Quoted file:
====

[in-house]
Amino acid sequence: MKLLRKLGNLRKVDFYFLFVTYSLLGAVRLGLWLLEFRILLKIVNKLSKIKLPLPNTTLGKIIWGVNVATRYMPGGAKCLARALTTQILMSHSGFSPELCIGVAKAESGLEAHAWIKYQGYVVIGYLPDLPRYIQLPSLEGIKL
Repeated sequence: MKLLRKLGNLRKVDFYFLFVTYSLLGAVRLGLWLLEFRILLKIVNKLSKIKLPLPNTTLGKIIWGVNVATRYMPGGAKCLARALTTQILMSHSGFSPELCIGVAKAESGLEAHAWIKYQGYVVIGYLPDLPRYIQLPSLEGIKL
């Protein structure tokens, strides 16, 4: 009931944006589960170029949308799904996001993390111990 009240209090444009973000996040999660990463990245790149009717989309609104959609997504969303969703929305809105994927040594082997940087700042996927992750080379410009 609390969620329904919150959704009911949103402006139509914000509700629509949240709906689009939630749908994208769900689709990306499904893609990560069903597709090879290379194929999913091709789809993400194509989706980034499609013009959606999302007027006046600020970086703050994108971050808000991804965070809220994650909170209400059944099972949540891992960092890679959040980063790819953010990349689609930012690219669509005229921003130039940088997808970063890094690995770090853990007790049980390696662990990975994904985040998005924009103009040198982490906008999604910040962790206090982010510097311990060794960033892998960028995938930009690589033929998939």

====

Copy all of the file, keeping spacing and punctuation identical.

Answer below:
[in-house]
Amino acid sequence: MKLLRKLGNLRKVDFYFLFVTYSLLGAVRLGLWLLEFRILLKIVNKLSKIKLPLPNTTLGKIIWGVNVATRYMPGGAKCLARALTTQILMSHSGFSPELCIGVAKAESGLEAHAWIKYQGYVVIGYLPDLPRYIQLPSLEGIKL
Repeated sequence: MKLLRKLGNLRKVDFYFLFVTYSLLGAVRLGLWLLEFRILLKIVNKLSKIKLPLPNTTLGKIIWGVNVATRYMPGGAKCLARALTTQILMSHSGFSPELCIGVAKAESGLEAHAWIKYQGYVVIGYLPDLPRYIQLPSLEGIKL
């Protein structure tokens, strides 16, 4: 009931944006589960170029949308799904996001993390111990 009240209090444009973000996040999660990463990245790149009717989309609104959609997504969303969703929305809105994927040594082997940087700042996927992750080379410009 609390969620329904919150959704009911949103402006139509914000509700629509949240709906689009939630749908994208769900689709990306499904893609990560069903597709090879290379194929999913091709789809993400194509989706980034499609013009959606999302007027006046600020970086703050994108971050808000991804965070809220994650909170209400059944099972949540891992960092890679959040980063790819953010990349689609930012690219669509005229921003130039940088997808970063890094690995770090853990007790049980390696662990990975994904985040998005924009103009040198982490906008999604910040962790206090982010510097311990060794960033892998960028995938930009690589033929998939």